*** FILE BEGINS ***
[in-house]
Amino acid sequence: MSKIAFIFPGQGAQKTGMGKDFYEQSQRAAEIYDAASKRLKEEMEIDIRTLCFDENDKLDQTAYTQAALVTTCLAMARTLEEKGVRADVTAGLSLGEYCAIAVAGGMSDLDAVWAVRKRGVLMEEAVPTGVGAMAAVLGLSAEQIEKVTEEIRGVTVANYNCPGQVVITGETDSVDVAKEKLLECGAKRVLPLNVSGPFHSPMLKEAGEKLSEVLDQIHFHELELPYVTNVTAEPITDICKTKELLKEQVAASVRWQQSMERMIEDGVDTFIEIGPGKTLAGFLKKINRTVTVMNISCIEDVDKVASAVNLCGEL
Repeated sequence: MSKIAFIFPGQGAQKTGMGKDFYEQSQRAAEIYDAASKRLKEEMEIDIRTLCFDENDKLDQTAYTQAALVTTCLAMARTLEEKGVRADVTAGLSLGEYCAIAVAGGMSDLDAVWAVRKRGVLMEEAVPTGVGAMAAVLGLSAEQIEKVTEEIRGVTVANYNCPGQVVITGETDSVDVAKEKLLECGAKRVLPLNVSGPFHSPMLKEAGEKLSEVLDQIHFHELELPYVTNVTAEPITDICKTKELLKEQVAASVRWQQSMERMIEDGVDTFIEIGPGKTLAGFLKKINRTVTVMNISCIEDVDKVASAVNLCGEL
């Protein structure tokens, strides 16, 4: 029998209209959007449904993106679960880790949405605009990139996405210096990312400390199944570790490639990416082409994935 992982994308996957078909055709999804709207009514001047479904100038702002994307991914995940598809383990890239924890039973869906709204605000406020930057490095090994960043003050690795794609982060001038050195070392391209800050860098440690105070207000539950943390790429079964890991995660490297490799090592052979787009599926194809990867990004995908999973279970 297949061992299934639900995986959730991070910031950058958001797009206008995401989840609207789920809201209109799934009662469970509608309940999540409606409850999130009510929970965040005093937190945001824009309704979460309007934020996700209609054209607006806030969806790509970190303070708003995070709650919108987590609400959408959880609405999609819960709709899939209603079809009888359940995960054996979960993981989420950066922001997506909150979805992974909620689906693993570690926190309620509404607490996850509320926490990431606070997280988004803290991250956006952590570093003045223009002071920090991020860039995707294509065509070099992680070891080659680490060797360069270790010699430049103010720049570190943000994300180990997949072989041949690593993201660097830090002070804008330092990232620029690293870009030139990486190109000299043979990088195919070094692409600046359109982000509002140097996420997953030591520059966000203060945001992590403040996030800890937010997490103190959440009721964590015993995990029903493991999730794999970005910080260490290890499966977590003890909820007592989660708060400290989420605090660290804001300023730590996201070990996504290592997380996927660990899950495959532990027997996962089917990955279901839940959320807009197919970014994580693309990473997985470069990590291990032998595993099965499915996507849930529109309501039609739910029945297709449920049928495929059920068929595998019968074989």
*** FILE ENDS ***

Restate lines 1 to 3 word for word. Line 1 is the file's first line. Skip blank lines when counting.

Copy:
[in-house]
Amino acid sequence: MSKIAFIFPGQGAQKTGMGKDFYEQSQRAAEIYDAASKRLKEEMEIDIRTLCFDENDKLDQTAYTQAALVTTCLAMARTLEEKGVRADVTAGLSLGEYCAIAVAGGMSDLDAVWAVRKRGVLMEEAVPTGVGAMAAVLGLSAEQIEKVTEEIRGVTVANYNCPGQVVITGETDSVDVAKEKLLECGAKRVLPLNVSGPFHSPMLKEAGEKLSEVLDQIHFHELELPYVTNVTAEPITDICKTKELLKEQVAASVRWQQSMERMIEDGVDTFIEIGPGKTLAGFLKKINRTVTVMNISCIEDVDKVASAVNLCGEL
Repeated sequence: MSKIAFIFPGQGAQKTGMGKDFYEQSQRAAEIYDAASKRLKEEMEIDIRTLCFDENDKLDQTAYTQAALVTTCLAMARTLEEKGVRADVTAGLSLGEYCAIAVAGGMSDLDAVWAVRKRGVLMEEAVPTGVGAMAAVLGLSAEQIEKVTEEIRGVTVANYNCPGQVVITGETDSVDVAKEKLLECGAKRVLPLNVSGPFHSPMLKEAGEKLSEVLDQIHFHELELPYVTNVTAEPITDICKTKELLKEQVAASVRWQQSMERMIEDGVDTFIEIGPGKTLAGFLKKINRTVTVMNISCIEDVDKVASAVNLCGEL